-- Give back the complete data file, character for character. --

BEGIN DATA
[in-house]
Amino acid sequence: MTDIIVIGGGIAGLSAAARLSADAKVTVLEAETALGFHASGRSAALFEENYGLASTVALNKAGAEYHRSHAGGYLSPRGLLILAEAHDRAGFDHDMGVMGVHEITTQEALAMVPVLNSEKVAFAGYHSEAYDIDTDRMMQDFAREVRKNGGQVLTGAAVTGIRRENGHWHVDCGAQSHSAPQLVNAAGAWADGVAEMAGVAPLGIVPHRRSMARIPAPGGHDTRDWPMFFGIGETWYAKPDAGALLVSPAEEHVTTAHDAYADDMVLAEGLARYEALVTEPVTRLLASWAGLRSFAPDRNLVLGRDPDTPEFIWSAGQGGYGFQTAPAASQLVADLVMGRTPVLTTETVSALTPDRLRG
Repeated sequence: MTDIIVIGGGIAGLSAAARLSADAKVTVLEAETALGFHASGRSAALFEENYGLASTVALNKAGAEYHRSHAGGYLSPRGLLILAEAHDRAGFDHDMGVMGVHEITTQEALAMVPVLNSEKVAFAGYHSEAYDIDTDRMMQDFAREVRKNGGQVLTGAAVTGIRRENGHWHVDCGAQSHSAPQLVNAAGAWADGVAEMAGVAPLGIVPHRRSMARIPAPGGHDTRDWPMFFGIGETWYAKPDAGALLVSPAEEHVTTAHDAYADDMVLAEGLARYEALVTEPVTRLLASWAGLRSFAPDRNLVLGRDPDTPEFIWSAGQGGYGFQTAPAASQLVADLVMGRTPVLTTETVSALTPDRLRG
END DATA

[in-house]
Amino acid sequence: MTDIIVIGGGIAGLSAAARLSADAKVTVLEAETALGFHASGRSAALFEENYGLASTVALNKAGAEYHRSHAGGYLSPRGLLILAEAHDRAGFDHDMGVMGVHEITTQEALAMVPVLNSEKVAFAGYHSEAYDIDTDRMMQDFAREVRKNGGQVLTGAAVTGIRRENGHWHVDCGAQSHSAPQLVNAAGAWADGVAEMAGVAPLGIVPHRRSMARIPAPGGHDTRDWPMFFGIGETWYAKPDAGALLVSPAEEHVTTAHDAYADDMVLAEGLARYEALVTEPVTRLLASWAGLRSFAPDRNLVLGRDPDTPEFIWSAGQGGYGFQTAPAASQLVADLVMGRTPVLTTETVSALTPDRLRG
Repeated sequence: MTDIIVIGGGIAGLSAAARLSADAKVTVLEAETALGFHASGRSAALFEENYGLASTVALNKAGAEYHRSHAGGYLSPRGLLILAEAHDRAGFDHDMGVMGVHEITTQEALAMVPVLNSEKVAFAGYHSEAYDIDTDRMMQDFAREVRKNGGQVLTGAAVTGIRRENGHWHVDCGAQSHSAPQLVNAAGAWADGVAEMAGVAPLGIVPHRRSMARIPAPGGHDTRDWPMFFGIGETWYAKPDAGALLVSPAEEHVTTAHDAYADDMVLAEGLARYEALVTEPVTRLLASWAGLRSFAPDRNLVLGRDPDTPEFIWSAGQGGYGFQTAPAASQLVADLVMGRTPVLTTETVSALTPDRLRG